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Author Topic: Feral comb.. what would you do?  (Read 587 times)
SlickMick
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« on: March 29, 2009, 02:15:29 AM »

I have a small feral hive that has now been in a deep for about 3 weeks. It was less than 5 frames but has now grown to 7 frames which I am happy about considering that it is autumn (your fall) here. Had a look in this afternoon. The comb that had been fixed in with rubber bands has now been firmly tied into the frames with new comb but it is all wonky and much of it is brood so I am reluctant to do anything to it in an attempt to straighten it up. The two additional frames that I inserted with starter strips of foundation have been 75% built out and look quite good

When the box is full I am tempted to move the feral comb into a second deep super with an excluder below it and with some frames with drawn comb and foundation for the queen to lay in. Perhaps when I put the super on I could move the feral frames to one side to encourage the queen to lay in good comb and eventually have the feral comb for honey stores until it is replaced.

Is there another option to getting this feral comb straightened that is, moving it to the outside of the box and cutting out the bendy bits when the brood has moved back into the centre of the box?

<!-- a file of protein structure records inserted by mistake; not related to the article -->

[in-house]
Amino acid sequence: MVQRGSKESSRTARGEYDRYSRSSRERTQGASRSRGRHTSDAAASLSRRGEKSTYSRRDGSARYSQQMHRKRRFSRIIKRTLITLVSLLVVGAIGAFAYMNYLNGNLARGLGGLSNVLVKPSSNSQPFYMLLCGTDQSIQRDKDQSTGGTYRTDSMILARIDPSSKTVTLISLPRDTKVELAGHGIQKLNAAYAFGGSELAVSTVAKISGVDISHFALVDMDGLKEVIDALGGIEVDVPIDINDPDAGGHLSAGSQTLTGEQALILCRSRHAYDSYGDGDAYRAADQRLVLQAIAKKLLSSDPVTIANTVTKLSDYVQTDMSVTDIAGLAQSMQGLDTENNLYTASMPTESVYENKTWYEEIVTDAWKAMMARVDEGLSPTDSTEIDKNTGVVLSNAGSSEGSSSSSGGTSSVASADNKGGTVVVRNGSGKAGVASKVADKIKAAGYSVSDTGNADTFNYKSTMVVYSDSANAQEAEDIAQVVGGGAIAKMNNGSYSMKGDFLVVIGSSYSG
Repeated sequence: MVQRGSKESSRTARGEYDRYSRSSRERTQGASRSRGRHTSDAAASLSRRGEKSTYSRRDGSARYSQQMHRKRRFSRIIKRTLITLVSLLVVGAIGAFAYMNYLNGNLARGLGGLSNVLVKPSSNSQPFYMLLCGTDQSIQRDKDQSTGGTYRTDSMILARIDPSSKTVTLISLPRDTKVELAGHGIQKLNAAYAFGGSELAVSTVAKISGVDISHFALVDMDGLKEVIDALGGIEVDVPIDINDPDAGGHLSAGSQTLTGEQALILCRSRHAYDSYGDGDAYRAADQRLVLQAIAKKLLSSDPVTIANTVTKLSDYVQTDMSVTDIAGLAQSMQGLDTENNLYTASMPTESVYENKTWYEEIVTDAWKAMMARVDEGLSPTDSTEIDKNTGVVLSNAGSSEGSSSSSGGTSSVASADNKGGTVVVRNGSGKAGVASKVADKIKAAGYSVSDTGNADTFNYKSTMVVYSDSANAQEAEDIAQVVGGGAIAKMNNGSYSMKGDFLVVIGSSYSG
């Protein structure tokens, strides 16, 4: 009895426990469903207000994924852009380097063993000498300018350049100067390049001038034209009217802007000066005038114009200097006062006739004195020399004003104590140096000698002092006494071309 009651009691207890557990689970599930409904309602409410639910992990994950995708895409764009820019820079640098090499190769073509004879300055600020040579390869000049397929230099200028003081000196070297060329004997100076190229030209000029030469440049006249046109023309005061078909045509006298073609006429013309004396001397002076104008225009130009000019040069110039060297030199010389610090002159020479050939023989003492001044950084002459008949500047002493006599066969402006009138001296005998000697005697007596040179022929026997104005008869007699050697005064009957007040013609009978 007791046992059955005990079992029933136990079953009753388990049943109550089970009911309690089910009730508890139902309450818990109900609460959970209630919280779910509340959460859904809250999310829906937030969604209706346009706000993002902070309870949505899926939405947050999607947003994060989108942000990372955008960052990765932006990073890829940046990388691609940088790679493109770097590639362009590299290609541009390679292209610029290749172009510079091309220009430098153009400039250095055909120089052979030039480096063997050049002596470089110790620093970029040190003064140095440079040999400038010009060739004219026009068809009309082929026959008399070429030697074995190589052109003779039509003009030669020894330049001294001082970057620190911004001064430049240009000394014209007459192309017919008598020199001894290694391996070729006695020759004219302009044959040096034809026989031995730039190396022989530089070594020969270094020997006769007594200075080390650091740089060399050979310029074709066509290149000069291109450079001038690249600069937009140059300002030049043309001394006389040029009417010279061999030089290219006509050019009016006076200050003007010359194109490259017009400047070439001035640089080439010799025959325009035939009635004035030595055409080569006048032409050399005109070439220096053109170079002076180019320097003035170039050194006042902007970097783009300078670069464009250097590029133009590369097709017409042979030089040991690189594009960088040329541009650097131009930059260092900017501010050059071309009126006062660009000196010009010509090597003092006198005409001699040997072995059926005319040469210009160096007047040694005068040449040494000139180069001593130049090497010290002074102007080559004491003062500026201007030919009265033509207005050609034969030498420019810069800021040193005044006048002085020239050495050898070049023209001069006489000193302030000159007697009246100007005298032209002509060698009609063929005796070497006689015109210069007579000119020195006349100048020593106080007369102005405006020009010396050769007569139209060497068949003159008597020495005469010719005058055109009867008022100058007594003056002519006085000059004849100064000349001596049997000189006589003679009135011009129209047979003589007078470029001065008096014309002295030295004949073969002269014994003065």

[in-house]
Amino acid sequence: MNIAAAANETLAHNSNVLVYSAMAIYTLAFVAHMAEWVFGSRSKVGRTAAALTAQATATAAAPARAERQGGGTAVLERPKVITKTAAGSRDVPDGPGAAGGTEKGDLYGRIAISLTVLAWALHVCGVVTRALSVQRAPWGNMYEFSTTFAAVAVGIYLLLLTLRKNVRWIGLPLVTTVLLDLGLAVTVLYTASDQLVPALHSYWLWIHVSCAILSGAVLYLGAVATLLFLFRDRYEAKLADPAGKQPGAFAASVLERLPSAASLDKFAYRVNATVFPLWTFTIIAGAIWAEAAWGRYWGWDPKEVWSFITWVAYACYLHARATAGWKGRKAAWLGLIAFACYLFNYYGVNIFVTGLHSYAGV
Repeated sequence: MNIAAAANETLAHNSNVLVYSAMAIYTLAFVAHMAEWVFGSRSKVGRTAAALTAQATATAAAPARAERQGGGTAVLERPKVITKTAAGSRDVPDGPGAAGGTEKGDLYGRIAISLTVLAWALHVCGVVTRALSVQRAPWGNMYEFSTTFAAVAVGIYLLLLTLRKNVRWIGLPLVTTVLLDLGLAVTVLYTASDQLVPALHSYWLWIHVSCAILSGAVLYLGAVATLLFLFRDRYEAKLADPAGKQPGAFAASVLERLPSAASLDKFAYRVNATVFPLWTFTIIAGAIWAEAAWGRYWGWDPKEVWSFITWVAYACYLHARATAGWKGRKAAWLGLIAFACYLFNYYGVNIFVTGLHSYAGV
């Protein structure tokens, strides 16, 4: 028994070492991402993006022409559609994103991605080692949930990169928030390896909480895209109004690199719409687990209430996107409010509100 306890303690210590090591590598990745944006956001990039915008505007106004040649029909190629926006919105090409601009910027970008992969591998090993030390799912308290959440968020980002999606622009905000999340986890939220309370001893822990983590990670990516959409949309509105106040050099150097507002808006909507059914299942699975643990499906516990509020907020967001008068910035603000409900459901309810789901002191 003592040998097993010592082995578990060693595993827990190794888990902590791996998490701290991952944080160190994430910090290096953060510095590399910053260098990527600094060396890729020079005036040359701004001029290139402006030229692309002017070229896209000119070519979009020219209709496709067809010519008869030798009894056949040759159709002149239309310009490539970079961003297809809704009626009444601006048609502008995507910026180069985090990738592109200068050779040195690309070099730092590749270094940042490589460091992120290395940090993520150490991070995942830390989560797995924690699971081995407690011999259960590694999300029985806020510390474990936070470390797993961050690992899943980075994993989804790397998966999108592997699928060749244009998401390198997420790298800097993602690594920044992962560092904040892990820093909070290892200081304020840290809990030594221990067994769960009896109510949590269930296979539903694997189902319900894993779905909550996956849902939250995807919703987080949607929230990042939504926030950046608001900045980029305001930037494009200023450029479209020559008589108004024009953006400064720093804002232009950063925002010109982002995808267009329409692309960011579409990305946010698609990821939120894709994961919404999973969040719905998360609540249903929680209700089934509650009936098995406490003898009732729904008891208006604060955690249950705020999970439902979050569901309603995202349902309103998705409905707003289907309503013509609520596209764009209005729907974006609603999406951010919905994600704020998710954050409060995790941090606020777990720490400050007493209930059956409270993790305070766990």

Mick

PS by the way I am moving to foundation-less
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EasternShore
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« Reply #1 on: March 29, 2009, 05:09:07 AM »

Mick..Sounds like a good plan to me..
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Michael Bush
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« Reply #2 on: March 29, 2009, 10:35:00 AM »

Why do you want the feral comb out?  Why not let them keep it?
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« Reply #3 on: March 29, 2009, 11:50:38 AM »

I think he wants the feral comb out because it isn't straight to the frame but has a few wahoo's in it which would create manipulation problems.  I'd suggest moving the warped combs up into a honey super and replacing them in the brood box with foundationless frames.

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« Reply #4 on: March 29, 2009, 11:52:00 AM »

Mick, there's a couple of things you can do.

1)Nothing-leave the deep like it is cross comb and all and just let them have that box and allow them to move up. You can manage the other boxes.

2)Go in with a serrated knife and cut the cross comb out but leave the feral comb attached between the frames. You can stagger the frames in that deep, one feral, one frame with starter strip, one feral, one with starter strip.

Leave honey on the outside, brood in between.

Can't predict however that they will keep things clean even after you do the repairs but the staggering should help.

3) Removing the feral comb entirely, as M.B. pointed out should not be an option, but if you want to do it as an experiment, or to satisfy your desire to have a cleaner looking hive, just remember they worked hard to draw those 7 frames and you will be bringing them back to square one.


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